Museum of Free Space

  • Category

    Writing & Publications

  • Year


  • Type

    Interview (with Annie Fletcher)

  • Publication

    Visual Artists' News Sheet

  • Location

    Dublin, IE.

Pádraic E. Moore: Do you think it’s possible to attract newer, less experienced audiences to Irish Museum of Modern Art (IMMA), without ‘dumbing down’ the programme? 

Annie Fletcher: Certainly, because a museum can tell people their own story and provide them with insights into the world around them. Obviously, some of the conversations that take place within the context of a museum can seem rather esoteric and perhaps even elite, since they are ultimately disciplinary. While those conversations have to be supported, the fact is that IMMA is a populist institution and must therefore fulfill a shared civic role that actively attends to the needs of different kinds of audiences. I feel that the collection might be one of the keys to achieving this. 

PEM: Is there is still an onus on museums to acquire new works for a collection? 

AF: That’s a brilliant question and one that there is of course much debate about, at this point. On one hand, I would say yes, completely, partly because what we decide to collect and archive can ultimately contribute directly to how memory is constructed. There is something important about memory and the opportunity to look back at an archive. So that’s one aspect that is really attractive about it. Yet, on the other hand, looking forward to the future of the twenty-first century, there are so many aspects that make the realities of collecting objects extremely problematic and perhaps even unsustainable. While I do acknowledge the importance of the collection, I also wonder if perhaps there might be more sophisticated ways of collecting and sharing resources? At the moment, one sees a great deal of recuperative strategies in which there is a desire to resurrect overlooked or forgotten artists and perhaps even retrospectively construct a canon. Yet maybe what we really need to do is reject the idea of a canon and focus upon why these gaps exist, in a very resonant way, which in turn represents the society that we’re in.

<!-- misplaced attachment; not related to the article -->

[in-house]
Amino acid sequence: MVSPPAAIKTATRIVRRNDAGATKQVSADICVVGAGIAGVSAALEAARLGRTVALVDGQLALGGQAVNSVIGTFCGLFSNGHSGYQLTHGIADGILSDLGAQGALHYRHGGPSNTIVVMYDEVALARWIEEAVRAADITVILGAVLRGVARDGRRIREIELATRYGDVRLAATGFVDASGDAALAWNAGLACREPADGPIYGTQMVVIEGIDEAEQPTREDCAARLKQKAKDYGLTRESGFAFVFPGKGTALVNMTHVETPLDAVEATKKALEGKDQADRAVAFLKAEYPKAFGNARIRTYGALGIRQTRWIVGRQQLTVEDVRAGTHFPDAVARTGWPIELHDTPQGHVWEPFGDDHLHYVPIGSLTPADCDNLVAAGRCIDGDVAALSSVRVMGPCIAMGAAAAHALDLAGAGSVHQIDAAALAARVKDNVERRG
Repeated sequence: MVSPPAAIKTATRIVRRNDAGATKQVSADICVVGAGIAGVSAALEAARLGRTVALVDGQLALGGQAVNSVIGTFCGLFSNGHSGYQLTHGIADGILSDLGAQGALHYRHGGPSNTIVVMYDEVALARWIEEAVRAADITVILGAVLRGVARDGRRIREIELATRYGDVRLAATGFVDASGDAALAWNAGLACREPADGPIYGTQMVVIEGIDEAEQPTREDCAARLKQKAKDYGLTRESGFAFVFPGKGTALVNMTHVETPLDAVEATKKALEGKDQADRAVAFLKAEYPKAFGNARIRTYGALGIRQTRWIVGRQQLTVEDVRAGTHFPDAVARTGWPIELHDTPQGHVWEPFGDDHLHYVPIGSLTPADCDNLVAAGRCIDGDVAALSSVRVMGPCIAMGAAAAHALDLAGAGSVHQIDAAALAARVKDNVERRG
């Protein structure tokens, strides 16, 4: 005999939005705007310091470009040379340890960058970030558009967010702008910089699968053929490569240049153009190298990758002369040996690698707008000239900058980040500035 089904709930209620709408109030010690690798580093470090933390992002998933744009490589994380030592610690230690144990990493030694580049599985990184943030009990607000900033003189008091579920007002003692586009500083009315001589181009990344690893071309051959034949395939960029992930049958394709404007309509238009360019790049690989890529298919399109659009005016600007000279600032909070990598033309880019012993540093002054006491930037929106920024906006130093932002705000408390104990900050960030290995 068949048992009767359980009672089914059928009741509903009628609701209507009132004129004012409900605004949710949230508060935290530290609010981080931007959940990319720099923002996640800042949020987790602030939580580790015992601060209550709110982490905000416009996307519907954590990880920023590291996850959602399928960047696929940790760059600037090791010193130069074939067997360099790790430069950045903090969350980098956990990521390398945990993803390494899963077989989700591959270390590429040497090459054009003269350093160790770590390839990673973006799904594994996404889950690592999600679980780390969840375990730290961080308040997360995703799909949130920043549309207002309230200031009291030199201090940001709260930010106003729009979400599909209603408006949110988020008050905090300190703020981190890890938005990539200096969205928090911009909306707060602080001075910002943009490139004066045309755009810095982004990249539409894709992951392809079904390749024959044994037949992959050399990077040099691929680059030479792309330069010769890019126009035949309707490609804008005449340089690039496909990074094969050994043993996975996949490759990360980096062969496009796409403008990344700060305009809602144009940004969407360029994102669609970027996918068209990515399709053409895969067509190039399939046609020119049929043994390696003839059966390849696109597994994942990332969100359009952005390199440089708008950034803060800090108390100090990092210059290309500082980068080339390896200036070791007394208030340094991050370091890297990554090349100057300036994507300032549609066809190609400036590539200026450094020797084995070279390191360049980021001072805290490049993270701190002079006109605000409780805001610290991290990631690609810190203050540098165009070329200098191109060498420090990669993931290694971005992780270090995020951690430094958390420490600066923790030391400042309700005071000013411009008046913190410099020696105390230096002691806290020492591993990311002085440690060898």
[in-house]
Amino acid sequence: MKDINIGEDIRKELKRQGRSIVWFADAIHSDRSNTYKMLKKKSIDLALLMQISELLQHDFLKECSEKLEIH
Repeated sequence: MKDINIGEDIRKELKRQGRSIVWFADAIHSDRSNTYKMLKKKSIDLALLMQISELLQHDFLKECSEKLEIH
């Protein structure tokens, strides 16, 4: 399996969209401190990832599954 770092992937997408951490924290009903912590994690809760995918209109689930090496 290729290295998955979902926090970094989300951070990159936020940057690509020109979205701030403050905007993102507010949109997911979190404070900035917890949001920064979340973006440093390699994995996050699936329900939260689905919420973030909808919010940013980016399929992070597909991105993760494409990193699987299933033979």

PEM: From an architectural perspective, the Royal Hospital Kilmanham is a very unique venue. What are your thoughts on the idiosyncrasies of the site?

 AF: I think the site is fascinating and I am interested in the various problems that the venue can pose. The question is how to utilise these challenges and, of course, artists and curators have already been doing this for years. Sometimes people suggest that the building is unsuitable – because of the layout as a former hospital – but I genuinely find this more inherently interesting than a white cube. I’m intrigued by the imperial ghosts that seem so very present and I think there are nuanced ways in which we can reflect upon our history via the building.

Fergus Martin, ‘Here and Now’, installation view, IMMA, 2019; photograph by Ros Kavanagh, courtesy of IMMA

PEM: Can a museum help to provide Irish artists with international exposure? 

AF: Certainly, this is one of the reasons why I took the job. There is very little consciousness of Irish art and the Irish story outside Ireland, for example, in Europe. This is something that I have found rather disappointing over the years – the absence of an Irish presence in major European biennials and so on. I do think that there is a lot of work to be done. I believe that contemporary art practice in Ireland is more robust than ever and I am confident that, through dialogue and exchange with other similar institutions, we can begin to spend time articulating our own history and our own senses of expertise.